A new grant from the European Research Council will fund an international research project on negative emissions technologies.
The most recent UN climate agreement aims to keep global temperature rise well below 2°C. To achieve this target, negative emissions technologies, such as greenhouse gas removal are critically important since they can capture carbon dioxide (CO2) from the atmosphere.
Another significant technology is solar radiation management, a type of climate engineering in which sunlight is reflected to limit or reverse global warming. The research team of the GENIE project (GeoEngineering and NegatIve Emissions pathways in Europe), funded by an ERC Synergy Grant, aims to identify how, where, and when to use these technologies effectively. The intention is to generate a robust, scientific assessment of the risks and benefits of these options for evidence-based policymaking.
Include soft factors
Most research on greenhouse gas removal and solar radiation management addresses techno-economic aspects but rarely examines their social, legal, political, and ethical dimensions. The new project will address this gap and provide an urgently needed interdisciplinary and holistic perspective of these and other technologies, in order to understand whether and how they could be deployed at the required scale to solve the problem.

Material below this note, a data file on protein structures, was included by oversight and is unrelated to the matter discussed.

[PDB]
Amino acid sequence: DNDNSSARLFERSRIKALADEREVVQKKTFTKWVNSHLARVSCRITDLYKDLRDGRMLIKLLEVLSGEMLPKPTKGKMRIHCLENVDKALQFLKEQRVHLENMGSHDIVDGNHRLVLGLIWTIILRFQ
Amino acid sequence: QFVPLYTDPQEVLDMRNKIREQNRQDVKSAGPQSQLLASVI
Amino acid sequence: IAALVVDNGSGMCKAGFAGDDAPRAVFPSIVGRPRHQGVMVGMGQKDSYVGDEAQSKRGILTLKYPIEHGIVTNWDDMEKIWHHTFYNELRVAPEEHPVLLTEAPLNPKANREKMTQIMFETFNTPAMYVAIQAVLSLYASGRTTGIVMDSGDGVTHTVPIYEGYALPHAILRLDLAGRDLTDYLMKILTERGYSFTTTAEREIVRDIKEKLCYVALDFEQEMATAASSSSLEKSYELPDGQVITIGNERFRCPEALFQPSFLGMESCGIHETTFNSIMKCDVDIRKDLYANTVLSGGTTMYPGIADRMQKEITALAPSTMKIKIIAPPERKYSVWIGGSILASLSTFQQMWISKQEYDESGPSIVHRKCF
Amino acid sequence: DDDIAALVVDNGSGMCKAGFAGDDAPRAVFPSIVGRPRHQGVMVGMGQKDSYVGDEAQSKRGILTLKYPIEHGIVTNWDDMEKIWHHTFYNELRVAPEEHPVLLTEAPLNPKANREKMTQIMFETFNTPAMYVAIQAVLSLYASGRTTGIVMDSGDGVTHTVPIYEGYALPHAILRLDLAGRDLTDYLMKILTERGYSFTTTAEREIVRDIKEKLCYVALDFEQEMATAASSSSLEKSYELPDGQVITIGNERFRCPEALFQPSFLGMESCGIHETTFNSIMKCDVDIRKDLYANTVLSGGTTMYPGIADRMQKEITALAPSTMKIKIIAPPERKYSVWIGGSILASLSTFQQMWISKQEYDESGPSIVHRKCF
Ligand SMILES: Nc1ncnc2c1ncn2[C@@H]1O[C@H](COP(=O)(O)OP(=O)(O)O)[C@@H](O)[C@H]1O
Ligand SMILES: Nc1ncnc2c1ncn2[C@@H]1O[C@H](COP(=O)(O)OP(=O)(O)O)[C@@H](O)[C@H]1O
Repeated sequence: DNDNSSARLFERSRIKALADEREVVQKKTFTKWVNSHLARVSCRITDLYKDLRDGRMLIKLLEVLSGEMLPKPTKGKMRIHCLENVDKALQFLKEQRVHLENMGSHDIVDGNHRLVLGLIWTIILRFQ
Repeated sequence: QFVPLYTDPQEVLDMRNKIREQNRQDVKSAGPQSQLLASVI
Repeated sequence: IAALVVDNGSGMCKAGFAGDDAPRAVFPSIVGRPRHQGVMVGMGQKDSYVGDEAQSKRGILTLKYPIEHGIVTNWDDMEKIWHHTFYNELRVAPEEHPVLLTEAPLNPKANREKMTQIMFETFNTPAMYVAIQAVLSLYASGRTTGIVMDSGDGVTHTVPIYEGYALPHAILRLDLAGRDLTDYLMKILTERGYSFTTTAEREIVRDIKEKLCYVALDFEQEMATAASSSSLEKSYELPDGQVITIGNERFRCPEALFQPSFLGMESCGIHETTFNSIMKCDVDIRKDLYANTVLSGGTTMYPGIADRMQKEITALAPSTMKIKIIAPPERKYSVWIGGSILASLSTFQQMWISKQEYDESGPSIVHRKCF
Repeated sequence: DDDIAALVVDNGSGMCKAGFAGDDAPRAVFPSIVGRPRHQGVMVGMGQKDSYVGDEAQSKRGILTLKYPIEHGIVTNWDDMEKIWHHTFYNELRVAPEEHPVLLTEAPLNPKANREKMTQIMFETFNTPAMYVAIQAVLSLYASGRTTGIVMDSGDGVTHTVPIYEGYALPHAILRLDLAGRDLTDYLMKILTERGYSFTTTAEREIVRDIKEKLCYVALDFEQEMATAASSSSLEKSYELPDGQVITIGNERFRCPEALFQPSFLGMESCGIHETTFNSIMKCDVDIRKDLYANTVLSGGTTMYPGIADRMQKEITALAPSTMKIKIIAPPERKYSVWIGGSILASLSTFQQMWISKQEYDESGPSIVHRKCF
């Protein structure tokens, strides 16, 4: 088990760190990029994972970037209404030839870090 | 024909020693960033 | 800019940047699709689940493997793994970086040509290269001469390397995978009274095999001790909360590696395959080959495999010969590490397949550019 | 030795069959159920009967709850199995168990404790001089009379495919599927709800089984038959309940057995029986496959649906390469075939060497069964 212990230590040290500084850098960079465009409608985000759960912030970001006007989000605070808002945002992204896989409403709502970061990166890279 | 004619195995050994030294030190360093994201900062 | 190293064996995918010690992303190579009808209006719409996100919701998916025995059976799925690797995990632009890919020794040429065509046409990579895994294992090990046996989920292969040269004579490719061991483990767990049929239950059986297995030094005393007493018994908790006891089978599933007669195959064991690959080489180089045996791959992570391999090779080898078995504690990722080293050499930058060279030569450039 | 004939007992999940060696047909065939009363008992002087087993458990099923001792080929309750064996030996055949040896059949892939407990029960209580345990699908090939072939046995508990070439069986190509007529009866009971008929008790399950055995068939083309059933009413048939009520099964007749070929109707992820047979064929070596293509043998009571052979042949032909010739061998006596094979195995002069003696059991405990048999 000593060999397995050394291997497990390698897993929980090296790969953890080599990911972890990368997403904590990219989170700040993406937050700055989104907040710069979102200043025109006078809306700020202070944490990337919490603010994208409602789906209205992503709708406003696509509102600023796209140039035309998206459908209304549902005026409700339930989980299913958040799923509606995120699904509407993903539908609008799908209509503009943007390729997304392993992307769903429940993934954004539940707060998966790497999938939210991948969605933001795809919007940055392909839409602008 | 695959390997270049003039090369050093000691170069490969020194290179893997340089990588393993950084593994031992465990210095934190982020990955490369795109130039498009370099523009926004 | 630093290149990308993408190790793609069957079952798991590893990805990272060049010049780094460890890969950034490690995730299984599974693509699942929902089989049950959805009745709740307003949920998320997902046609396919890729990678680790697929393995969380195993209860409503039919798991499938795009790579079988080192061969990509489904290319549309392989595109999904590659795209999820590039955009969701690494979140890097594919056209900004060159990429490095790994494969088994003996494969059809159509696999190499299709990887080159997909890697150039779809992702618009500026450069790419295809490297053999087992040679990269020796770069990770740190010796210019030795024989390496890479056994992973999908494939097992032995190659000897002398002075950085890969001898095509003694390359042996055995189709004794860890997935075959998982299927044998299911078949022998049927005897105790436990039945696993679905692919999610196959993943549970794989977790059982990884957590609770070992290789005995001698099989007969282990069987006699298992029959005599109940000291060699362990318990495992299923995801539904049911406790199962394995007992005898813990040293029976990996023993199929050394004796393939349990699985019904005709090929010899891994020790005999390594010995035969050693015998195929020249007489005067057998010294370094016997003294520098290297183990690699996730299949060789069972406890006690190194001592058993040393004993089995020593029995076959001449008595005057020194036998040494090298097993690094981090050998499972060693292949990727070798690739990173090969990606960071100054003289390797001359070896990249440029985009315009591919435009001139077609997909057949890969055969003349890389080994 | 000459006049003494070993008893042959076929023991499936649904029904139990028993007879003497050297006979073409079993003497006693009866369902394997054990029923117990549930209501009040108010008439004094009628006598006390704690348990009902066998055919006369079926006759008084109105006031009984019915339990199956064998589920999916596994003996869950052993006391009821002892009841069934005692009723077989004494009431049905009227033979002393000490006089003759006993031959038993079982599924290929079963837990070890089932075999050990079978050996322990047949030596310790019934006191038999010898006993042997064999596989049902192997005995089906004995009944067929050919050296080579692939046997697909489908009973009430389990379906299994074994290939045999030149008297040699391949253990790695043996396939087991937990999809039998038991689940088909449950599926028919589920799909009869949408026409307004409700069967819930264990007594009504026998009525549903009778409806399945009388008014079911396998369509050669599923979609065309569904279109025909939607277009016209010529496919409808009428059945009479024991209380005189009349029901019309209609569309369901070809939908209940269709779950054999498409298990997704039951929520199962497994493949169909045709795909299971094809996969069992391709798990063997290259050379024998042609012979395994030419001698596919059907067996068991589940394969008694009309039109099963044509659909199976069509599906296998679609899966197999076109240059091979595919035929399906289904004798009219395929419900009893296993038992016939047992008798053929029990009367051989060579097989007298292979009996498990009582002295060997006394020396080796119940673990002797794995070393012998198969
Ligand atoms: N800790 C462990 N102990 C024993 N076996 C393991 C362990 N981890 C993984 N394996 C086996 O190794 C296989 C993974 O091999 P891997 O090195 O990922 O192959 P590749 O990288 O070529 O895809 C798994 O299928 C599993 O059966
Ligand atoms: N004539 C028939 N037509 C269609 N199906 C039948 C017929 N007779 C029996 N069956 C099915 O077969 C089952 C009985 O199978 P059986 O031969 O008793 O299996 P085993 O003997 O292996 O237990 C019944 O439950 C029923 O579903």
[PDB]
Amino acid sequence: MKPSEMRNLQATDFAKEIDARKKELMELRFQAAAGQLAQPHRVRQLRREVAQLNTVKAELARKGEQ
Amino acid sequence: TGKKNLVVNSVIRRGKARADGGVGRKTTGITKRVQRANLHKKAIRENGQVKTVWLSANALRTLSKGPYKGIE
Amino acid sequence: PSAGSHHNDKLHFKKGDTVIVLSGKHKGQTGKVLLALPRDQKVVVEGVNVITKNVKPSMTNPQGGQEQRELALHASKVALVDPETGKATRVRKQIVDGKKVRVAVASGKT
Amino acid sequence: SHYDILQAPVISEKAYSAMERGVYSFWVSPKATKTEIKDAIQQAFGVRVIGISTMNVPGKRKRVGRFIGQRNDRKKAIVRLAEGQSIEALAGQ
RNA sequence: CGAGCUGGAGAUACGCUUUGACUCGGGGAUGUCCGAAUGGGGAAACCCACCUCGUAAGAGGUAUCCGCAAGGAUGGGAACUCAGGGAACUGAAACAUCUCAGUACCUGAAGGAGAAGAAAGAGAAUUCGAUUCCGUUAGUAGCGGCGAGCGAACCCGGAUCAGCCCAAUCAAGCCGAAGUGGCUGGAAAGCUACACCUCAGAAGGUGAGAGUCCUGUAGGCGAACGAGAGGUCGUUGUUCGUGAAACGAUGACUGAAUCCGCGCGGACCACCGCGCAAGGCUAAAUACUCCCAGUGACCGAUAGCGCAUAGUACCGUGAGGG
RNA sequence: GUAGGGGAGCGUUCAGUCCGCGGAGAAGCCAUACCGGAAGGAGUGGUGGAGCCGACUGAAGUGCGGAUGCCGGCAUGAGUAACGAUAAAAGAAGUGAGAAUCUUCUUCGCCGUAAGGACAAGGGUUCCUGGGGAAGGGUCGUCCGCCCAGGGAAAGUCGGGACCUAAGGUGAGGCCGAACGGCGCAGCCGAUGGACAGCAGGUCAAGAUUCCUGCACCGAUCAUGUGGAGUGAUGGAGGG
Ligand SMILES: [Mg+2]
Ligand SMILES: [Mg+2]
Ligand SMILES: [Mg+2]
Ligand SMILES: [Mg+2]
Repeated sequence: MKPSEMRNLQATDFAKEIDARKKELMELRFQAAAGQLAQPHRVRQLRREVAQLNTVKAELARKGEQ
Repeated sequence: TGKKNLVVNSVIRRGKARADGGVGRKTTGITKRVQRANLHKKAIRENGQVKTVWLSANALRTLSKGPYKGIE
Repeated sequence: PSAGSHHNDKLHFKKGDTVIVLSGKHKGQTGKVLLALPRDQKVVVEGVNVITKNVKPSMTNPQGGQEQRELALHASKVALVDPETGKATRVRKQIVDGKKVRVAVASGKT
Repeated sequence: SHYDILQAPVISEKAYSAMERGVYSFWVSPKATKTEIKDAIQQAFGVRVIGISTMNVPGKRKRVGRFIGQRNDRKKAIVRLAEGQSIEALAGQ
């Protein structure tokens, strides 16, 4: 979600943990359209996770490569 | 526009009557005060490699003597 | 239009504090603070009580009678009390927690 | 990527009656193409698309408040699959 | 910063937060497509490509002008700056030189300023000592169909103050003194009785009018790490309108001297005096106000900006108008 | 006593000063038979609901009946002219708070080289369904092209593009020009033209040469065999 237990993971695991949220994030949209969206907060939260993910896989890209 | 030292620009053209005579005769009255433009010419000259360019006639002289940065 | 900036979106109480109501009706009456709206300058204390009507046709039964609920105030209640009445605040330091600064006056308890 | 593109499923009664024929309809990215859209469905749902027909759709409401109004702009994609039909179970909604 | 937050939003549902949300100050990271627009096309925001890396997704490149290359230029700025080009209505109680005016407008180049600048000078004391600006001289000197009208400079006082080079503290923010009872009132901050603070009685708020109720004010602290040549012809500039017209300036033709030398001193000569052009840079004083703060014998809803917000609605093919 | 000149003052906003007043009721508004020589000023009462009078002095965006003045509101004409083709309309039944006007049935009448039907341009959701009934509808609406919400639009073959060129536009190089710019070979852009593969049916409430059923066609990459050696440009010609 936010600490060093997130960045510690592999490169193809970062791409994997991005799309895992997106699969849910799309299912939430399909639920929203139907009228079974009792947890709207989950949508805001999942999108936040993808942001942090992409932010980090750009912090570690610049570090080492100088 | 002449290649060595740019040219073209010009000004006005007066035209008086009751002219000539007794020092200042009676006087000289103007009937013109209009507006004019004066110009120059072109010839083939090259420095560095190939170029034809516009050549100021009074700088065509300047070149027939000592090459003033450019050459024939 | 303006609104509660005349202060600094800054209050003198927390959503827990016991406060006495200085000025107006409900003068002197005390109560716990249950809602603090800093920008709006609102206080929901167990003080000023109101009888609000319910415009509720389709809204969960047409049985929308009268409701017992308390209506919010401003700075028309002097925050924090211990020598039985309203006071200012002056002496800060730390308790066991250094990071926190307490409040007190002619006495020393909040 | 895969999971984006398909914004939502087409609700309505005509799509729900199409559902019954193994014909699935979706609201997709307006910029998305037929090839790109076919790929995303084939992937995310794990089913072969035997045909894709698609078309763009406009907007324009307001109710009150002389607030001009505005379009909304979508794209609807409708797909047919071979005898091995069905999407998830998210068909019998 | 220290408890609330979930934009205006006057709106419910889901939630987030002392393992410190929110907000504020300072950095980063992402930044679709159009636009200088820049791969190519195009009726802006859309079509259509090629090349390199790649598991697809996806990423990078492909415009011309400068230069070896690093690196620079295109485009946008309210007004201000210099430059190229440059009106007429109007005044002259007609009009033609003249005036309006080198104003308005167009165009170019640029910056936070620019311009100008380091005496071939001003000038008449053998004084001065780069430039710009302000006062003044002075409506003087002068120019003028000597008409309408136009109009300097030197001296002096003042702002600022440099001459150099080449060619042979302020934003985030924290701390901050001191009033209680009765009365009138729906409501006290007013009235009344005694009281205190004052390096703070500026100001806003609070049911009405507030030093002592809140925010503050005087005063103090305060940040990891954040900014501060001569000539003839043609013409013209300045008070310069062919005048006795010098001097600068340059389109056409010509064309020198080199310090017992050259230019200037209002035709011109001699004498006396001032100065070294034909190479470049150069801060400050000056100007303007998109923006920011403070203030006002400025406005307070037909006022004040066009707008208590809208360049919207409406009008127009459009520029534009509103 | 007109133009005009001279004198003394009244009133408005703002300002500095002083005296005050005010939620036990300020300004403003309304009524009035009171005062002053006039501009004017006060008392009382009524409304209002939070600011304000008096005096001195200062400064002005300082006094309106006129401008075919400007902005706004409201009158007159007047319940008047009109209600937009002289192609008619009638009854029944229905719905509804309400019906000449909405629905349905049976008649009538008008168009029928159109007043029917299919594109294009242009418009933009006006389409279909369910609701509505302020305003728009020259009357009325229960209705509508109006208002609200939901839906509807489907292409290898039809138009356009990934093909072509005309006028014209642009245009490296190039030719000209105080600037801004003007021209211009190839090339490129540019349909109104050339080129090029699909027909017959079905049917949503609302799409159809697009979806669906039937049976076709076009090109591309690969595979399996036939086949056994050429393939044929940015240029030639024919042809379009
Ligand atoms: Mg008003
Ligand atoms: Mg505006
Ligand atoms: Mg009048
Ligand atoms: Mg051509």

“The aim is to bring social science into energy system models. We want to understand and include soft factors, such as public perception and social learning which are underrepresented in current integrated assessment models”, explains IIASA Energy Program Director Keywan Riahi, one of the project leaders. “Utilizing our expertise in systems analysis – the project can shed light on how soft factors interact, and how they can enable or hinder the transition to climate neutrality.”
A strong contribution to policy
Riahi will combine forces with energy policy expert Benjamin K. Sovacool from Aarhus University, Denmark, and environmental economist Jan C. Minx from the Mercator Research Institute on Global Commons and Climate Change (MCC), Germany, to make a strong contribution to not only climate and energy research, but also to national and European policy. The project owners are also leading authors in the current production of reports from the Intergovernmental Panel on Climate Change (IPCC).
“We have very little time to achieve the goals set in the Paris Agreement. As climate impacts, such as increased heat, droughts, or flooding, occur more often and are more severe, now is the time to identify how we can transform the system, and evaluate all risks,” concludes Riahi.
From a press release by IIASA.